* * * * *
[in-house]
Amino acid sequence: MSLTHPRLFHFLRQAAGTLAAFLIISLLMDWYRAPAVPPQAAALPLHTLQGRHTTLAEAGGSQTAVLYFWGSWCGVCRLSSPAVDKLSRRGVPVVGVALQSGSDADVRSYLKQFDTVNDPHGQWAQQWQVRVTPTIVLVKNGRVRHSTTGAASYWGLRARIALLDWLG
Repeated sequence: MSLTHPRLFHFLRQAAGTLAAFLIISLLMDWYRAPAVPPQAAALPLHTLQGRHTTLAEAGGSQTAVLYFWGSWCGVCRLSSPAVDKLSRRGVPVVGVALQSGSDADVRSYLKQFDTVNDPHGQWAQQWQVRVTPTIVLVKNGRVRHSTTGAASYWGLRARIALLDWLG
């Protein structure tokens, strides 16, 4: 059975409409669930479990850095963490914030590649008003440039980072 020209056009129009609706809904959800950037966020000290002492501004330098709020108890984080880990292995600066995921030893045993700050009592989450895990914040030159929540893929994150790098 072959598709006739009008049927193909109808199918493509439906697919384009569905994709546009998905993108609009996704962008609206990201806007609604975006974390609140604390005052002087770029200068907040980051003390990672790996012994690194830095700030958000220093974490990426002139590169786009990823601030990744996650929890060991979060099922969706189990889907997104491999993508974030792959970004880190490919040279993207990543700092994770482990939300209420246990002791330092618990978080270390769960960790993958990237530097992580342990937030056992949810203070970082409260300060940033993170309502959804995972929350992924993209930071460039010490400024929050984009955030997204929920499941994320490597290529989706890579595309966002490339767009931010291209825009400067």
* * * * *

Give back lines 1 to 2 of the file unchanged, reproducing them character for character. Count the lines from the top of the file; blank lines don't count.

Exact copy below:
[in-house]
Amino acid sequence: MSLTHPRLFHFLRQAAGTLAAFLIISLLMDWYRAPAVPPQAAALPLHTLQGRHTTLAEAGGSQTAVLYFWGSWCGVCRLSSPAVDKLSRRGVPVVGVALQSGSDADVRSYLKQFDTVNDPHGQWAQQWQVRVTPTIVLVKNGRVRHSTTGAASYWGLRARIALLDWLG